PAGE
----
You shall love the Lord, your God ... and your neighbor as yourself. Luke 10:27
The above text appears in the lectionary readings of many churches this coming Sunday, and those of us who work for Good Samaritan Communities of Care take this Scripture to heart. The story of the Good Samaritan is our byword, our mission and our calling.
You probably know the lesson. A man travels down a treacherous road to Jericho and is attacked by robbers who leave him penniless and beaten. In spite of his injuries, or, more important, because of his injuries, several people see his need, but they pass right by him. Why?
We're told that a priest and Levite ignore the wounded man because they are on their way to official duties at the Temple. If they were to stop, they would be late for their sacred tasks. That makes common sense, right? And, they must heed one even more compelling problem. Should they touch the bloodied man, they would be considered ritually unclean and by law unable to enter the holy places in Jerusalem. Of course, they do not stop. They have a job to do, and their single-minded purposefulness is sacred in nature, isn't it?
Which brings us to the Samaritan, another traveler along the road, who sees the injured man and chooses to stop and care for the stranger. In the minds of all who hear Jesus' story, this Samaritan has nothing to lose by touching the destitute man. This Samaritan is a foreigner and a misfit. He is considered ungodly, so who cares if he gets messed up by caring for another unfortunate and perhaps ungodly soul?
But here again, Jesus confounds his listeners' conclusions by reminding them that it is the Samaritan's concern and pity, not his status or lack of status, that motivates him to care. It is his love for another that makes him godly -- nothing else. Jesus says the one who shows mercy is the one who loves neighbor and loves God.
Loving my neighbor as much as I love myself. ... I've thought a lot about that demand in my work at Good Samaritan. OK, I'll be honest. Godly or ungodly, there are people who come into my facility who are incredibly difficult to love, especially as much as I love myself. They can be demanding and disoriented. They can cause painstaking delays. They do indeed render all of us unclean. As one nurse muttered recently, "You won't believe what got dumped on my shoes today."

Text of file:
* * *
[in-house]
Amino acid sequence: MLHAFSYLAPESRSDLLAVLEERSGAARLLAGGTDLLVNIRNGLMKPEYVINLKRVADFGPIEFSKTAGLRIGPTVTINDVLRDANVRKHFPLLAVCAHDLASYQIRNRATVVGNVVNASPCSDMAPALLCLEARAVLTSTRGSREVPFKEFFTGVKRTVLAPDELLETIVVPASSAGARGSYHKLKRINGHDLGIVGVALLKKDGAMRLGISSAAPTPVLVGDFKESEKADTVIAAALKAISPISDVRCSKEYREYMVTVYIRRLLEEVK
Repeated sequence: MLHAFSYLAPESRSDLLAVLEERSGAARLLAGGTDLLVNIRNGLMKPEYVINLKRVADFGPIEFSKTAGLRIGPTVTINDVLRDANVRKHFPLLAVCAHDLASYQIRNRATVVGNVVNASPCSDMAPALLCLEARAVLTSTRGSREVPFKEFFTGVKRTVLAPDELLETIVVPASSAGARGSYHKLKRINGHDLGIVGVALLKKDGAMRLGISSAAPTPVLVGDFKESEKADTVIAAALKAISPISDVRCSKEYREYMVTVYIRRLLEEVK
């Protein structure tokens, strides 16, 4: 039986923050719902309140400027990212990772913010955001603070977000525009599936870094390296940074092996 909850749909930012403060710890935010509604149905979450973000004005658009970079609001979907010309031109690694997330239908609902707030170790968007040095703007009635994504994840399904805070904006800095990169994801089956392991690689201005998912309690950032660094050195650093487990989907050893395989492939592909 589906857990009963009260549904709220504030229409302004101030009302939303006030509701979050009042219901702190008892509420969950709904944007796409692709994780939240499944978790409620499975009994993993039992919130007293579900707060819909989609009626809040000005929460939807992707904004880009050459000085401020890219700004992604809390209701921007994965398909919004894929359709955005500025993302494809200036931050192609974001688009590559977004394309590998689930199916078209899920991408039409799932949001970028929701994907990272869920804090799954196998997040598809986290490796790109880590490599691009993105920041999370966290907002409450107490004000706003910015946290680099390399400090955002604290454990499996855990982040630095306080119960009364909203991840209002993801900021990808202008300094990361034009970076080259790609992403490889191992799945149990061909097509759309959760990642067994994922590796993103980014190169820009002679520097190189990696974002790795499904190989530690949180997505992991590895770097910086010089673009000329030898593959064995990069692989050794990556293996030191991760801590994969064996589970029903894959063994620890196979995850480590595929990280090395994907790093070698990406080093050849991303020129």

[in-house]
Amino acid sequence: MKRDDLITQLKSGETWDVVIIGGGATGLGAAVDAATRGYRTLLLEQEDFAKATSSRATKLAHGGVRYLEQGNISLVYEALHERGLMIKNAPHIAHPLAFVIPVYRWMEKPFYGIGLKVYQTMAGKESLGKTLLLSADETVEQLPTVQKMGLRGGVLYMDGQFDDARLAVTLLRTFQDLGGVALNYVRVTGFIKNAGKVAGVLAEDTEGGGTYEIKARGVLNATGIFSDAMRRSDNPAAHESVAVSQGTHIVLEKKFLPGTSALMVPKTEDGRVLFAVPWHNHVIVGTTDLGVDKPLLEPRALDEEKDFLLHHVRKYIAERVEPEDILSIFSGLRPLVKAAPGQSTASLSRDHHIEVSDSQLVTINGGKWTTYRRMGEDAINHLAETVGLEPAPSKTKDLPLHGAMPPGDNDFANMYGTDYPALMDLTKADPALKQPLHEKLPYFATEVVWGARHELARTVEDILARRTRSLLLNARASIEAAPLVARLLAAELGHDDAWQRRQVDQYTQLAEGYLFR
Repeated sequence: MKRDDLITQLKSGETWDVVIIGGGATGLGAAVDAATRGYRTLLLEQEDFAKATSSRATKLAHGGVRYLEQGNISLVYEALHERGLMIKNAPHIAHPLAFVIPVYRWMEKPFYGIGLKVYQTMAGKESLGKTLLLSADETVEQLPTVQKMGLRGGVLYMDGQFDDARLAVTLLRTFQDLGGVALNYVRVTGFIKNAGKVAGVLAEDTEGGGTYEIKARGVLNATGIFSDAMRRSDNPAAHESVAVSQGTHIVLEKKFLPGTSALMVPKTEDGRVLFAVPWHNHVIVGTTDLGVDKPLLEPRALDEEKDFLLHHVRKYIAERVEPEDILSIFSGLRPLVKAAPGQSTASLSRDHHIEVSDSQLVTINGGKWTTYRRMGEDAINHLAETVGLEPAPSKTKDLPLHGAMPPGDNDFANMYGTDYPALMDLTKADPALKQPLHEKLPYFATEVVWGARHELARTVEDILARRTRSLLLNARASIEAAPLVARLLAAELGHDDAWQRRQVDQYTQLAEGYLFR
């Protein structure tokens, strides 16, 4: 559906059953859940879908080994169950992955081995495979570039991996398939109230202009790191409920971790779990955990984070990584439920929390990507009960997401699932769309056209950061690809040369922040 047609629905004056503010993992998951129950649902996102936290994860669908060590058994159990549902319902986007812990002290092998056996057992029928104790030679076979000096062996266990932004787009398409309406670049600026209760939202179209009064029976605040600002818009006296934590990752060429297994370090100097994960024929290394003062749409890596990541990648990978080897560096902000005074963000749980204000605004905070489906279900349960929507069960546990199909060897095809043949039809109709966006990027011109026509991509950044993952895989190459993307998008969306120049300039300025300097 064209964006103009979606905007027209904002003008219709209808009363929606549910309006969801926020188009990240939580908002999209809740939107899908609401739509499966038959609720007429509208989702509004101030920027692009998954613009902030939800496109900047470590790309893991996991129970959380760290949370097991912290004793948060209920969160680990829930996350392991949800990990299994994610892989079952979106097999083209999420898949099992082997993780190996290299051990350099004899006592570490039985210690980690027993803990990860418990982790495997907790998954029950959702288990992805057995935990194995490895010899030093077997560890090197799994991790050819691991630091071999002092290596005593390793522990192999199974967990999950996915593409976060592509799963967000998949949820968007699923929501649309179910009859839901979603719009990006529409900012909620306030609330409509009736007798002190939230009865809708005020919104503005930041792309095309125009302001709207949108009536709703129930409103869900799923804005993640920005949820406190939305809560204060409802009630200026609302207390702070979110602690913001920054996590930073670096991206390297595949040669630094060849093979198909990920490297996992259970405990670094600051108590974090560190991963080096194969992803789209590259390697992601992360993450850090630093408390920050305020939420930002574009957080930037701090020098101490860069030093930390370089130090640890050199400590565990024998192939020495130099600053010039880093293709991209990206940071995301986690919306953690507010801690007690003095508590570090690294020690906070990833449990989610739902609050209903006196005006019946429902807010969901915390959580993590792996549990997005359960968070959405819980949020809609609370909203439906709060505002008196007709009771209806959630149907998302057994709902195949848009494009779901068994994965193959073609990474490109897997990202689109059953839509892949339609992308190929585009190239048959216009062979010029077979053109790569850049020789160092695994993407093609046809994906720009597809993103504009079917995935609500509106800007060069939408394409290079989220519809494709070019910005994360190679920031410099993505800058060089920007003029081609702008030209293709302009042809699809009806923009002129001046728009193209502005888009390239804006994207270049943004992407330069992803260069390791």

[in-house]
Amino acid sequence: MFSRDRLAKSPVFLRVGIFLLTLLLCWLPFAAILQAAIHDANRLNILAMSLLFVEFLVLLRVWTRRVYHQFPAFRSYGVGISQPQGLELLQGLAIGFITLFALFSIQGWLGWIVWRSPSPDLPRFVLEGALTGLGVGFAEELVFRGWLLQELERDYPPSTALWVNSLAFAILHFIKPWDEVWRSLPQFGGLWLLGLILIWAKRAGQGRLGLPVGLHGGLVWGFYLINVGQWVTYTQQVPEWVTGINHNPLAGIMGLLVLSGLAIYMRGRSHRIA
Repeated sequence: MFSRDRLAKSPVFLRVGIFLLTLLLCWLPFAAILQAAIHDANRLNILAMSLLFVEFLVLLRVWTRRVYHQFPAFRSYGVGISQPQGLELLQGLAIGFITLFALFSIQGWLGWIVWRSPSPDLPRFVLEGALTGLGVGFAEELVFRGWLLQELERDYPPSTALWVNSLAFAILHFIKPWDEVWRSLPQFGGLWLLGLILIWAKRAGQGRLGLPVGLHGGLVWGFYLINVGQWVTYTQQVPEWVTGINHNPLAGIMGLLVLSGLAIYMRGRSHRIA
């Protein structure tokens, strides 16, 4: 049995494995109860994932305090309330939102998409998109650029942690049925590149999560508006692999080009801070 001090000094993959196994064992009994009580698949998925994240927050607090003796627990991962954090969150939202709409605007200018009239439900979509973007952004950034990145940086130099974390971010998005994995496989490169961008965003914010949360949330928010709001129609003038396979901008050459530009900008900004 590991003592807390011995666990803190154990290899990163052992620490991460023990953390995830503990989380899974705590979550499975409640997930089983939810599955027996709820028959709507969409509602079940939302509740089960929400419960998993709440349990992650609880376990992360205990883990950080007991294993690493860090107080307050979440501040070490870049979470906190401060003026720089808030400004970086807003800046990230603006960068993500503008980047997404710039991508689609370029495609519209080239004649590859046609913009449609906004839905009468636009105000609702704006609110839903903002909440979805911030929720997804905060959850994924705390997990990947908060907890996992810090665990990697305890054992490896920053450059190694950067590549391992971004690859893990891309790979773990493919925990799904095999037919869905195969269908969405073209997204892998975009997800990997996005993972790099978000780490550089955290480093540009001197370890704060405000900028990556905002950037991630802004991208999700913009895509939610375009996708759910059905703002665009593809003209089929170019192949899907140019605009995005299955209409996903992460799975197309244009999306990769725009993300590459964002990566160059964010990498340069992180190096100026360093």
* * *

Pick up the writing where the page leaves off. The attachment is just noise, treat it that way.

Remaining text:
So, you might ask, how can we love these residents as ourselves? How is it possible for us to be merciful to cranky and contagious people whom we'd have trouble with if they lived next door to us out in the community?
The best answer I can give is that, as health care professionals, we are trained to accept people just as they are -- yes, with all their smells and whistles. It's our job to care for them, but we get paid to do it.
Oh, there are some saints among us who are true Good Samaritans; those rare and amazing employees give their utmost without ever counting the cost. On a good day, those employees keep reminding me why I'm on this earth. But most of us could not continue to love and love and love without being reimbursed for our mercy.
That's what the story of the Good Samaritan is: a lesson in counting the cost of love. In the eyes of the world, the priest and the Levite were right to pass by on the other side of the injured man. They had sacred duties to perform, and it would have cost them too much to stop along the road. Practical, logical, bottom-line economics are on the side of the priest and the Levite, and they always will be.
But the Gospel truth is that we will only discover our most sacred duty when we go beyond the bottom line and give of ourselves in spite of the cost. The real Good Samaritan was never reimbursed for his trouble. We don't even know if he received a thank you, let alone a decent pension plan. The real Good Samaritan took the time to bandage the injured man's wounds, he brought him to an inn on his own animal, and he gave money to have the innkeeper watch over the man until he was healed.
Jesus said that is the kind of extravagant love we must show to our neighbors. A good neighbor doesn't love because it's just his or her job or because such loving fits the budget. No, a good neighbor loves, knowing that in the loving, he or she may give and never be repaid for the loss.
Makes for a lousy bottom line, doesn't it? On second thought, I don't know about that. I suppose it depends on whether you are the injured party. Most of us who read this article will have the benefit of being the priest or Levite -- good, law-abiding citizens who follow the logical, reasonable, budgetary rules of society. We think we'll never be the ones to need a helping hand.
However, the reality is that any of us, but for the grace of God, could fall into the "hands of robbers" and lose everything. Then, wouldn't it be heavenly to be cared for and healed by folks who are willing to give a costly love rather than those who regard mercy from the viewpoint of the bottom line? There, but for the grace of God, go I.
No, it's not my job to love my neighbor. Instead, it's my most sacred duty. Oh, Good Samaritan, keep calling me to see what you see on your side of the road!
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